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EDITORIAL PERSPECTIVES - FALL 2000 (continued)

Through the years, Annette has defended class and political prisoners, such as the Trenton Six, the Rosenbergs and Morton Sobell, the Attica Brothers and the Harlem Six, organizing around these cases and producing pamphlets which are classics of U. S. political literature: The Black Panther Party and the Harlem 21, Attica 1971-1975, and Suicide on Rykers Island. In these pamphlets Annette convinces the reader intellectually by objectively presenting the facts of the case, while touching you at the deepest levels of your humanity. Whenever as an activist she takes up a defense, she somehow shows defense itself to be not just necessary but always possible.

Blacklisting during the McCarthy period by no means put an end to her political and educational work. She was a co-founder of the Fund for Social Analysis, a grant-making body established during the darkest years of McCarthyism for the support of independent research and writing in Marxist studies. Her association with the Fund led to her third subpoena to appear before the House Un-American Activities Committee, issued in the late 1950s.

Annette has fought equally hard against racism at home and imperialism abroad. During the Mississippi Summer of 1964, she helped found the Charter Group for a Pledge of Conscience, an organization dedicated to developing an anti-racist consciousness among Northern white liberals and radicals. She and other members of the Charter Group helped lead the struggle to desegregate New York City's public schools, and the book Annette edited, Schools Against Children, embodied the spirit of that struggle.

She has been a continuous advocate for self-determination. During the 1970s and 80s she participated in the various U. S. People's Delegations to the United Nations Decolonization Committee's hearings on Puerto Rico, and in 1982 presented testimony on behalf of the Delegation, condemning the U. S. colonial occupation of the island. She has actively defended Puerto Rican political prisoners.

Annette's love of literature resulted in one of the only authentic North American Marxist treatments of English literature, The Great Tradition in English Literature from Shakespeare to Shaw. She has published innumerable literary articles and reviews in journals such as Science & Society, Jewish Currents, Monthly Review, Socialism and Democracy and Masses and Mainstream. In a chapter in the Monthly Review book entitled New Studies in the History of U. S. Communism, she discusses the Federal Theater and its significance in American left political social culture. She knew the people and actors directly involved in this WPA project of the 1930s and her brother, Irwin Rhodes, served as National Counsel to the Federal Theater.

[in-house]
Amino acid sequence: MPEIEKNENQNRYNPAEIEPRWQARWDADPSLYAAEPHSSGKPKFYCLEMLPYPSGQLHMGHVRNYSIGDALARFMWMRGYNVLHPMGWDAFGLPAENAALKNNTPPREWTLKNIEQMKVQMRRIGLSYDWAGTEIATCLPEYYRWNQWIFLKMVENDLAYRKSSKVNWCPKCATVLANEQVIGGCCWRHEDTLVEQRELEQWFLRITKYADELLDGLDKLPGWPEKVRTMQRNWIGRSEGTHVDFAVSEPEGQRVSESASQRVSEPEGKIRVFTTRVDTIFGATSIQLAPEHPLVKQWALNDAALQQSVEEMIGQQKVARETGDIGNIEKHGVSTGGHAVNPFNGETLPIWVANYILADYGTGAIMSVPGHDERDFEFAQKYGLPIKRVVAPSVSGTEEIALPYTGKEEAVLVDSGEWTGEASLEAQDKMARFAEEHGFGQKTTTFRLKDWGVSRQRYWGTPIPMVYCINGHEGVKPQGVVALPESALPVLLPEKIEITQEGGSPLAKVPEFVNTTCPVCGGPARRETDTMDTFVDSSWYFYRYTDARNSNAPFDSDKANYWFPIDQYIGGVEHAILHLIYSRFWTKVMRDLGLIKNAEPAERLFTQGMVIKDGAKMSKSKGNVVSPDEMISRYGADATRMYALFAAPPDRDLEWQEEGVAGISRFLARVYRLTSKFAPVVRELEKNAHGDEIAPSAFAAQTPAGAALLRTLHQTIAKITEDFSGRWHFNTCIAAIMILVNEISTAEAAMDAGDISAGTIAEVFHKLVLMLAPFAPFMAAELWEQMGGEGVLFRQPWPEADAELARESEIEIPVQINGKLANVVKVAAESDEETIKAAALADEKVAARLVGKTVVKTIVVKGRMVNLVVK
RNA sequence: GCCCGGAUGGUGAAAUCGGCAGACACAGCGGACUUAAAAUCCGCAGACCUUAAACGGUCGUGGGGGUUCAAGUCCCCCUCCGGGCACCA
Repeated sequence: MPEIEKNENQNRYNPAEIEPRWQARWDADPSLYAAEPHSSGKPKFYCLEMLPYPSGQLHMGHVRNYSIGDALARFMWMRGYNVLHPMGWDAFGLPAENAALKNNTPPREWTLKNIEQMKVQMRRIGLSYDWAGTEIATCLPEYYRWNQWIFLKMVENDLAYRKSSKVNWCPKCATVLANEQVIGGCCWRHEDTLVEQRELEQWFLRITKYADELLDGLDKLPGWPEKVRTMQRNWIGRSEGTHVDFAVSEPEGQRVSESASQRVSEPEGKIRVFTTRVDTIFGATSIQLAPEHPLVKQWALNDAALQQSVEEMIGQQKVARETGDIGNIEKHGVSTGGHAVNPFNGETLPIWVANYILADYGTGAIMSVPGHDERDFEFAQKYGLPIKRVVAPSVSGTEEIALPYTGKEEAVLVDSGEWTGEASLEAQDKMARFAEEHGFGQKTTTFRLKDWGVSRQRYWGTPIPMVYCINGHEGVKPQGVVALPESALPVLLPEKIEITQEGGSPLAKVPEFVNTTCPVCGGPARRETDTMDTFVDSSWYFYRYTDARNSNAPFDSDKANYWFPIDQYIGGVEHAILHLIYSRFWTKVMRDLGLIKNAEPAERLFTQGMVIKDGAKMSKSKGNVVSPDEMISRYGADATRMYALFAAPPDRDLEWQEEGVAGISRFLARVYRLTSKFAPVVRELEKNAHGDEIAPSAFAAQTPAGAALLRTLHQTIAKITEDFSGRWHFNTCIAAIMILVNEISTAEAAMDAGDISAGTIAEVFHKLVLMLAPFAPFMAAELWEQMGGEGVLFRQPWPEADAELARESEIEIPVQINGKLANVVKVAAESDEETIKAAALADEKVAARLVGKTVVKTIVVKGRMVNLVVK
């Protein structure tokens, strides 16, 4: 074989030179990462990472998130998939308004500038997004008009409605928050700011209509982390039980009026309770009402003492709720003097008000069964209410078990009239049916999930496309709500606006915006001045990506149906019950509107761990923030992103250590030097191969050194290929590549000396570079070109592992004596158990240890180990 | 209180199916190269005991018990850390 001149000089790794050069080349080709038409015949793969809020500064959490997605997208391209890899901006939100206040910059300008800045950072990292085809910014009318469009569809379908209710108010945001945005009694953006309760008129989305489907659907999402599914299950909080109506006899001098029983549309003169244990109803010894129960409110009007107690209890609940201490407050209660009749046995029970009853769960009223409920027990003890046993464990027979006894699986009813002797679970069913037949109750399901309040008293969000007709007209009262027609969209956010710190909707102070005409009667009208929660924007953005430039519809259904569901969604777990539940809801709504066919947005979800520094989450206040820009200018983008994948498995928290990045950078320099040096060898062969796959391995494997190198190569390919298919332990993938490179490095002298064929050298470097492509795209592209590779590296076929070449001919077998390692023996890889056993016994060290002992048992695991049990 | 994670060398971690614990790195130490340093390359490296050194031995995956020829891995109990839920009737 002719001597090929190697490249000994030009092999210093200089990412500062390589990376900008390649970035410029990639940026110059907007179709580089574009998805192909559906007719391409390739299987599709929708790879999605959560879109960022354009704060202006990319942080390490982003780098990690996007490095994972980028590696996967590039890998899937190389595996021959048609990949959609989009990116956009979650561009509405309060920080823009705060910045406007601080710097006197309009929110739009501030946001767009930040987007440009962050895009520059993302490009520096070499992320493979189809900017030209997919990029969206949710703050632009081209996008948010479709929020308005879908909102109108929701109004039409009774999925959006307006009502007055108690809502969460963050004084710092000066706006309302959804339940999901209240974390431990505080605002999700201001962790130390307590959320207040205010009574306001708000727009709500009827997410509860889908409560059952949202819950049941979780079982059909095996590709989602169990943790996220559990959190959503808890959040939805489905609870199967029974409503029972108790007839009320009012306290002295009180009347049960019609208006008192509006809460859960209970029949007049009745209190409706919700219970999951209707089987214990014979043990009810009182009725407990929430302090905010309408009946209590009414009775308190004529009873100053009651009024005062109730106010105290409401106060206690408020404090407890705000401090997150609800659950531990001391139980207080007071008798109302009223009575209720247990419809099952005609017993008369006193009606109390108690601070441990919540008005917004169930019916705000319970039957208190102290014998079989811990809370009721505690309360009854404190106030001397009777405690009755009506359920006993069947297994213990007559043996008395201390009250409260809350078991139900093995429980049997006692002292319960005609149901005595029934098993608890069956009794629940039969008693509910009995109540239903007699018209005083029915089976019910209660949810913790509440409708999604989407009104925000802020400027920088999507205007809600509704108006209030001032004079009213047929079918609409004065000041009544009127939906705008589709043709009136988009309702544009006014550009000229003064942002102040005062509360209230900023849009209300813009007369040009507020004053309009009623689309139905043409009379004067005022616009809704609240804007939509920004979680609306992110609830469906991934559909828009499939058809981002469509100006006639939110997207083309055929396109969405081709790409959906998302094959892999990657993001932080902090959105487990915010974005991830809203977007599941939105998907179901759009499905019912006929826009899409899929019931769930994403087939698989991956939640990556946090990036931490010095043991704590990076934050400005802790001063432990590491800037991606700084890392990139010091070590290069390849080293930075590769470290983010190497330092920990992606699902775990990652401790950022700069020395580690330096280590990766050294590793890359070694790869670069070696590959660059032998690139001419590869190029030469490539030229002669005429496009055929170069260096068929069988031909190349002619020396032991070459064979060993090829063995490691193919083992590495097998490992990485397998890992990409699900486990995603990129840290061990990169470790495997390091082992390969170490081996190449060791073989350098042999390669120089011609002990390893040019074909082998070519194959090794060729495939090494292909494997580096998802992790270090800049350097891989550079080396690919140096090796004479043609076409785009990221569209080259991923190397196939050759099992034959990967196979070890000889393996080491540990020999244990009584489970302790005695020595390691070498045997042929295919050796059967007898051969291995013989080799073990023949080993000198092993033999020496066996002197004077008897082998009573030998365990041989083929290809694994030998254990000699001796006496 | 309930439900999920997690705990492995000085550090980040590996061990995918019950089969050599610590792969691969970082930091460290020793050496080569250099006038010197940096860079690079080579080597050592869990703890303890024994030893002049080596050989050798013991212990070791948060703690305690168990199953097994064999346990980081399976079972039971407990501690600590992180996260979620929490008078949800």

At the young age of 75, in 1986, between teaching engagements in the People's Republic of China, Annette completed the sorely needed critical history of North American literature entitled American Literature Root and Flower. This book was first printed and used in all the universities in China, including Beijing Foreign Studies University where Annette taught English and American literature for two years, 1982-83 and again in 1987-88.

More than anything else, Annette is a teacher. She taught philosophy at New York University and became principal of the Robert Louis Stevenson School. She has lectured across the United States and throughout Eastern Europe. In 1954 alone, blacklisted and during the national hysteria around the Rosenberg-Sobell trial, she toured 20 cities in 30 days and lectured 60 times. With a sparkle in her eye, she will tell you how restful this tour was, where all she had to do was speak, compared to her own organizing efforts of the time and even to the efforts of those who organized her tour.

She has consistently taken her role as an educator of political activists seriously. She has made herself available over the years to generations of young political organizers, teaching writing, editing and public speaking skills. Since her days at the Robert Louis Stevenson School she has taught English to immigrant peoples in classrooms and in her home. She has never been too busy to help edit a newsletter or critique a fund appeal. Whatever she has set her hand to has become teaching: in all settings, she has taken her own profound knowledge and opened it to all comers.